Exercise for Healing Hearts

Parents of children with congenital or acquired heart conditions who have been cleared to exercise are often concerned about safety. And this concern is justified because strenuous physical activities, such as running and soccer, may not be the safest choices for a child with a heart condition.

However, “low-activity” physical exercis20130425_3047e may be part of the prescription, says Dr. Anthony Chang, medical director of the CHOC Children’s Heart Institute.

Exercise is a crucial component of protecting against obesity, and even children with heart conditions are not immune to this problem. Luckily, many less-strenuous activities deliver the health benefits without involving sudden increases in heart rate and blood pressure.

“Physical activity is an important part of a healthy lifestyle, and many children with heart conditions may exercise safely,” Dr. Chang says. “Additionally, exercise can be an important diagnostic tool to monitor how well the child is doing. If a child cannot exercise as much or starts showing symptoms, this may indicate the heart is not doing as well.”

Additionally, these less-intense exercises include several that the entire family may enjoy doing together. Several activities are often recommended for patients who have been cleared for exercise:

• Walking

• Swimming

• Yoga

• Golf

Exercise Caution

Every child’s heart is different. Pediatric cardiologists and pediatricians use several types of tests and assessments before clearing a patient for exercise, including an electrocardiogram (EKG), echocardiogram and, in children older than age 7, exercise stress testing.

Once a child is cleared for exercise, parental or adult supervision is highly recommended. Ideally, there should be someone there who is trained to perform CPR and can operate an automated external defibrillator (AED) should the need arise.

A child should immediately stop an activity if the following symptoms occur:

• Chest pain

• Dizziness

• Unusual fatigue

“It is always a good idea to have someone there who is trained to perform CPR and use an AED,” Dr. Chang says. “That’s not just for the child with the heart condition, but for everyone. No one can predict who will experience sudden cardiac arrest.”

Learn more about CHOC Children’s Heart Institute.

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CHOC Children’s Heart Institute, Center Provides Latest Tech Innovations

With exciting technology at every turn, The Bill Holmes Tower at CHOC Children’s is filled with the latest equipment and innovations – and the CHOC Heart Institute is no exception. Set to open in the new space next month, the Heart Institute and its Heart Center boasts advanced technology that will help physicians ensure successful patient outcomes.

Dr. Anthony C. Chang (on left) – the Heart Institute’s medical director who also leads a group of medical community members charged with exploring changing medical technology – talks more about the innovations inside the Heart Institute.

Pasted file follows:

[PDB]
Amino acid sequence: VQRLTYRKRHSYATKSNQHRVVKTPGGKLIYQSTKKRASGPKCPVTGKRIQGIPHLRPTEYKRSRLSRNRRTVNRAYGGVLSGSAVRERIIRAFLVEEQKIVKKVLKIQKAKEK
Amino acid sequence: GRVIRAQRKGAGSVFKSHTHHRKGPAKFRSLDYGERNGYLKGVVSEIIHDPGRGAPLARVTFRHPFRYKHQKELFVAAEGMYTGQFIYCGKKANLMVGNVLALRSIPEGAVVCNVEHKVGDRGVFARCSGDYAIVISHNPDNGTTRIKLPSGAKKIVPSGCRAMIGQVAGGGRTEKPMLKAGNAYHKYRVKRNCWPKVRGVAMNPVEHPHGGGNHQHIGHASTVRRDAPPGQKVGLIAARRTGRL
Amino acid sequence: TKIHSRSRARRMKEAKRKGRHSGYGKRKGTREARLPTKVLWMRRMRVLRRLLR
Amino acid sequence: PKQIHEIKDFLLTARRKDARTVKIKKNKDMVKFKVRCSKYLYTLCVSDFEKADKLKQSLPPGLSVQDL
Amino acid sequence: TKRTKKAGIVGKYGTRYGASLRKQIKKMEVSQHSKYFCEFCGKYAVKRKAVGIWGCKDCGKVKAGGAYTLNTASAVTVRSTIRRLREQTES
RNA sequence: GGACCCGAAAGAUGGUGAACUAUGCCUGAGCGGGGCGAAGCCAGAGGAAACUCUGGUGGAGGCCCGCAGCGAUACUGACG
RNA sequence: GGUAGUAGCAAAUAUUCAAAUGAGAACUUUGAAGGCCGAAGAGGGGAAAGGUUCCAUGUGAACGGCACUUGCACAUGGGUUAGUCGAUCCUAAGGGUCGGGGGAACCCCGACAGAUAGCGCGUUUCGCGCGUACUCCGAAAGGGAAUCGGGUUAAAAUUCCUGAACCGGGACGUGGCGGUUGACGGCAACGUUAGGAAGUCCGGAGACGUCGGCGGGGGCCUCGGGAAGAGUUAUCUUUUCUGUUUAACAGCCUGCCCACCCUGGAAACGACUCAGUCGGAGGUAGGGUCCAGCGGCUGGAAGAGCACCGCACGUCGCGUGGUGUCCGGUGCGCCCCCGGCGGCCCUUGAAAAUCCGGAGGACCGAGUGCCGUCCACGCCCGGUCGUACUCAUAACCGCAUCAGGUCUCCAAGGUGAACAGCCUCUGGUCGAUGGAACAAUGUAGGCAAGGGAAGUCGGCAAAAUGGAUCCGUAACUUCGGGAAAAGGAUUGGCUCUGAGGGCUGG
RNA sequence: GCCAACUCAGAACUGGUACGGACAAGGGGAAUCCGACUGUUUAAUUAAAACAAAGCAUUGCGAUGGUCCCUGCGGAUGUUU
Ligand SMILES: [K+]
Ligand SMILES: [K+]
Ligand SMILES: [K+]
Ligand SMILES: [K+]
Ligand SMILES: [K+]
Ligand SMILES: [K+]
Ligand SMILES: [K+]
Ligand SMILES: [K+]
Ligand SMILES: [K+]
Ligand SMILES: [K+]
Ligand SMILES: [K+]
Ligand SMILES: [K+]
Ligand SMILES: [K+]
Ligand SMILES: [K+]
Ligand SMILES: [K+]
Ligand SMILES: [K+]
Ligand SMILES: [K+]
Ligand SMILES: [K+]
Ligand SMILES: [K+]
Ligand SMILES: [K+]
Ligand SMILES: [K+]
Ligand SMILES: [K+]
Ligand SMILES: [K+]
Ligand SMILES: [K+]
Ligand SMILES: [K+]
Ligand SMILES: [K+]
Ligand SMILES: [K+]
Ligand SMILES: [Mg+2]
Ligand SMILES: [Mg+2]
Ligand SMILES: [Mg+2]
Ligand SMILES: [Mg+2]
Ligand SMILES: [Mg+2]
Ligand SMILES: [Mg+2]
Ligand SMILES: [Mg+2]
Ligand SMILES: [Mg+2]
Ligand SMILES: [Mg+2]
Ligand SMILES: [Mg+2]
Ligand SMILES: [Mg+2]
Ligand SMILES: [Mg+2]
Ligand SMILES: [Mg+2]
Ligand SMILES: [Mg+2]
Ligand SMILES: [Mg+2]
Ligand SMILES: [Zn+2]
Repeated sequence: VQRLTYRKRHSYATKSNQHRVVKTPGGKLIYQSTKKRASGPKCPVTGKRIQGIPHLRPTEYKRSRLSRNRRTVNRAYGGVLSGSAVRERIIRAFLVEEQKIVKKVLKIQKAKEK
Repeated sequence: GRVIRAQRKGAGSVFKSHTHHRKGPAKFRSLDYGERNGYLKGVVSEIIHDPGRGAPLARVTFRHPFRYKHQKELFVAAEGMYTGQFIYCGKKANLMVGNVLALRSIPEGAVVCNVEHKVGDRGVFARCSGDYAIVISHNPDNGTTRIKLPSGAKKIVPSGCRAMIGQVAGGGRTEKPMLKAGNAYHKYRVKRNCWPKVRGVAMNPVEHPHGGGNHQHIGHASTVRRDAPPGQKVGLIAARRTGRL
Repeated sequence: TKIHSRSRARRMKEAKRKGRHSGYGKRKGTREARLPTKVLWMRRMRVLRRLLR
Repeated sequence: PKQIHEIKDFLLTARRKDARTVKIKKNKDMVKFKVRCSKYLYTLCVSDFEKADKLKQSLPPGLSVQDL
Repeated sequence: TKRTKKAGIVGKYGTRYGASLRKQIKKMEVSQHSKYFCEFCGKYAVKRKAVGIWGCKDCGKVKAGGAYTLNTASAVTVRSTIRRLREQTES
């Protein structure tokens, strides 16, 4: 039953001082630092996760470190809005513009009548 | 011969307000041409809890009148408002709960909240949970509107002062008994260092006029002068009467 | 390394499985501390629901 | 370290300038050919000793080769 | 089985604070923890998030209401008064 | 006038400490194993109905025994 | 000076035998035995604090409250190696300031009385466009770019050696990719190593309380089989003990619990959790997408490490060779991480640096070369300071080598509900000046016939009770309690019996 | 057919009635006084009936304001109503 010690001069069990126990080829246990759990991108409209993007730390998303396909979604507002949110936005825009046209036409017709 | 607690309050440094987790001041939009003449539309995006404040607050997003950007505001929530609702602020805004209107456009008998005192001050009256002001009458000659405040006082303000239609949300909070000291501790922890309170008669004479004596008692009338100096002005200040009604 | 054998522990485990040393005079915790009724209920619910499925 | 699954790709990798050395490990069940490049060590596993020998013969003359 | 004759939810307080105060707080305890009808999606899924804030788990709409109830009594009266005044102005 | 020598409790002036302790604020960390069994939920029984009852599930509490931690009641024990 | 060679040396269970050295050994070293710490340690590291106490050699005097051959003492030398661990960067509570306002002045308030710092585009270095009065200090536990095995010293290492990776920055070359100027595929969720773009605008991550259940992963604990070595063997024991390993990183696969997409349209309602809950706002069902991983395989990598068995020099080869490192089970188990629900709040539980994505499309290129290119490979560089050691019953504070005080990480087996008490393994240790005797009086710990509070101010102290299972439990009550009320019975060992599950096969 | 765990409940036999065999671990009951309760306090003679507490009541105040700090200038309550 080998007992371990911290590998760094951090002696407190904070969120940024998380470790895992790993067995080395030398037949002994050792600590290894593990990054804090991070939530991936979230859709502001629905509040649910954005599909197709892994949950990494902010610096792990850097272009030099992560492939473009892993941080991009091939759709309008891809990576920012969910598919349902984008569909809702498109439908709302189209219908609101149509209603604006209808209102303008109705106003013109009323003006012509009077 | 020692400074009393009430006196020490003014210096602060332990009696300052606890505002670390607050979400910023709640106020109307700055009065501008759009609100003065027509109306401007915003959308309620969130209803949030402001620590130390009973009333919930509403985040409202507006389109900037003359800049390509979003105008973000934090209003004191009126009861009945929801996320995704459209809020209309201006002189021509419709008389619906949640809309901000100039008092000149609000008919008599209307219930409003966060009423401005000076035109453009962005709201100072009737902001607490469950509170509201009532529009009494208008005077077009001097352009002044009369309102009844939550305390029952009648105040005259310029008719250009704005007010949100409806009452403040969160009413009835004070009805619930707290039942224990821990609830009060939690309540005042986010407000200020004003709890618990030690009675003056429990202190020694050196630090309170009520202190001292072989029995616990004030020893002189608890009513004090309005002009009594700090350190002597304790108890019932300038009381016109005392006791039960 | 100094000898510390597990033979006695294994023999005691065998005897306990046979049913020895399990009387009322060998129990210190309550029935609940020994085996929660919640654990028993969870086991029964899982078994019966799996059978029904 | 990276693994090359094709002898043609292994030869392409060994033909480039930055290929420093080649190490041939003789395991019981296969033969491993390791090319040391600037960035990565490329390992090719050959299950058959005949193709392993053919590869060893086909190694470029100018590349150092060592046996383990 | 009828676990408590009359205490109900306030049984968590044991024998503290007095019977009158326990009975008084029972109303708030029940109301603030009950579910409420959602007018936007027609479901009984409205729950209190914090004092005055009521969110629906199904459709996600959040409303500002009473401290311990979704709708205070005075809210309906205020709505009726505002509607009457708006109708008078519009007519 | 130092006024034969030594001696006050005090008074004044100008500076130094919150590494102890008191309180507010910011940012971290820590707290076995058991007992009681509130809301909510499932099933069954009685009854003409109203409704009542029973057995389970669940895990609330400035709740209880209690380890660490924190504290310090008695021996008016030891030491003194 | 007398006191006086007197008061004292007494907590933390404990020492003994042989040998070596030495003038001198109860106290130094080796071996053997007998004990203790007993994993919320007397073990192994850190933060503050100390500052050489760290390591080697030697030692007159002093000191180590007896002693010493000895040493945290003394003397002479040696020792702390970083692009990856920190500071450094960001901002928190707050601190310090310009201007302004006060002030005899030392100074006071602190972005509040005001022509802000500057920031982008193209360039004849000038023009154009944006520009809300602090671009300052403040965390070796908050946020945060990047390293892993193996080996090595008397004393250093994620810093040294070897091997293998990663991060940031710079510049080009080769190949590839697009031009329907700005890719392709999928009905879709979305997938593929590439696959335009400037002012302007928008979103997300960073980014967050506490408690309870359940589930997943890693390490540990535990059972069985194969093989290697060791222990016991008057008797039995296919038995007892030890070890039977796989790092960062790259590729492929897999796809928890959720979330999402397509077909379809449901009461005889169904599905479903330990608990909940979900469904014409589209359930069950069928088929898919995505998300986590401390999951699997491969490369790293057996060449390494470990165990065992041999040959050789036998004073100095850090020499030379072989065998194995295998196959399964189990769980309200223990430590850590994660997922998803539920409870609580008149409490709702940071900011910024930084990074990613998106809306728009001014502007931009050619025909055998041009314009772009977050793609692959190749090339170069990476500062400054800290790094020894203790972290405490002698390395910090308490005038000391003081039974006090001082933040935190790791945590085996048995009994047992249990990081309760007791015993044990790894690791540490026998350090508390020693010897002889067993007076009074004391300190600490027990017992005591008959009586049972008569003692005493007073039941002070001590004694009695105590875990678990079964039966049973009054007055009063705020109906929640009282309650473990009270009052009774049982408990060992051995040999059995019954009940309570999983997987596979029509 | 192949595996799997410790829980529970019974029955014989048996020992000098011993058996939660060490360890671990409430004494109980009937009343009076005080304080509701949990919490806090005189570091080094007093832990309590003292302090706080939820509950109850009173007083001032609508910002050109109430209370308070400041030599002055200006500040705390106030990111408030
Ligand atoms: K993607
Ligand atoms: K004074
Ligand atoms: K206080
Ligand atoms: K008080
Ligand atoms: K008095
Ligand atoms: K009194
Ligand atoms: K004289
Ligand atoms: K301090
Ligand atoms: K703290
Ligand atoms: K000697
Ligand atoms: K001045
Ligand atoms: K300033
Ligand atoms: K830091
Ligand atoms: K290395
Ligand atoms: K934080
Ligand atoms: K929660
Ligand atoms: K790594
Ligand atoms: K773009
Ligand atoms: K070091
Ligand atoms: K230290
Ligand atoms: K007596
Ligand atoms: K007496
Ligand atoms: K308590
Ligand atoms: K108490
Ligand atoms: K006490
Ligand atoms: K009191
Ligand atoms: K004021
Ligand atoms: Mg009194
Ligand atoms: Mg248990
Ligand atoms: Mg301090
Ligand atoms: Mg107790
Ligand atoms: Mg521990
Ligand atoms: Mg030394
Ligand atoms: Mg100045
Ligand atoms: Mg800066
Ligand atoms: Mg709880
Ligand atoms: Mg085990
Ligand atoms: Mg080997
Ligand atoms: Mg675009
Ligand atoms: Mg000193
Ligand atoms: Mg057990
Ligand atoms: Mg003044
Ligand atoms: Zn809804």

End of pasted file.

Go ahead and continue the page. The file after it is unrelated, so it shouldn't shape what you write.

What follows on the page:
Q: What new equipment and technology will be found inside the Heart Institute?
A: We’ll have advanced imaging such as three-dimensional (3-D) real-time echocardiography, and magnetic resonance (MR) and computed tomography (CT) angiography with 3-D anatomic reconstruction.

One of our two cardiac catheterization labs will be a hybrid laboratory so that both diagnostic and interventional cases can occur. Also, we’ll have a cardiopulmonary stress testing suite, where we can perform stress tests and stress echocardiogram testing.

For the first time, these services will be available under one roof: It’s like a separate heart hospital.

Q: What are the advantages of a 3-D echocardiography?
A: An echocardiogram is an ultrasound-derived image, and with a regular echocardiogram, you see a two-dimensional picture on a screen. It doesn’t give you any depth – it’s just basically slices of images. A 3-D echocardiogram gives you depth and a more detailed picture of the heart’s anatomy. It’s like watching a 3-D movie: You get more depth and a more realistic picture. This is particularly important in children because their heart defects can be so complicated.

Q: What are the benefits of 3-D reconstruction in MR and CT angiography?
A: Angiography creates images of the heart’s blood vessels. MR angiography uses magnetic fields, and CT angiography incorporates contrast dye that is injected into a vein. Both techniques generate an image of the heart, but a 3-D image gives us a clearer and more detailed picture. Again, this is state-of-the-art imaging to look at heart defects in children.

Q: How is today’s technology improving the care and outcomes for young patients with heart conditions?
A: Technology leads to more precise diagnoses and better imaging.

Q: What advancements can we expect to see in the near future?
A: Innovation is leading toward equipment and techniques that create less invasive ways to assess and treat a patient’s heart.

Q: What features are you most excited about in the new Heart Institute?
A: Technology is very exciting, but we’re also working toward developing several other clinics within the institute, such as a heart failure clinic; a sports heart health clinic; and a clinic for overweight and obese children; and a cardiovascular genetics clinic. I would like the Heart Institute/Center to become a community resource for heart health.

For more information about the CHOC Children’s Heart Institute, please visit http://www.choc.org/heart/.

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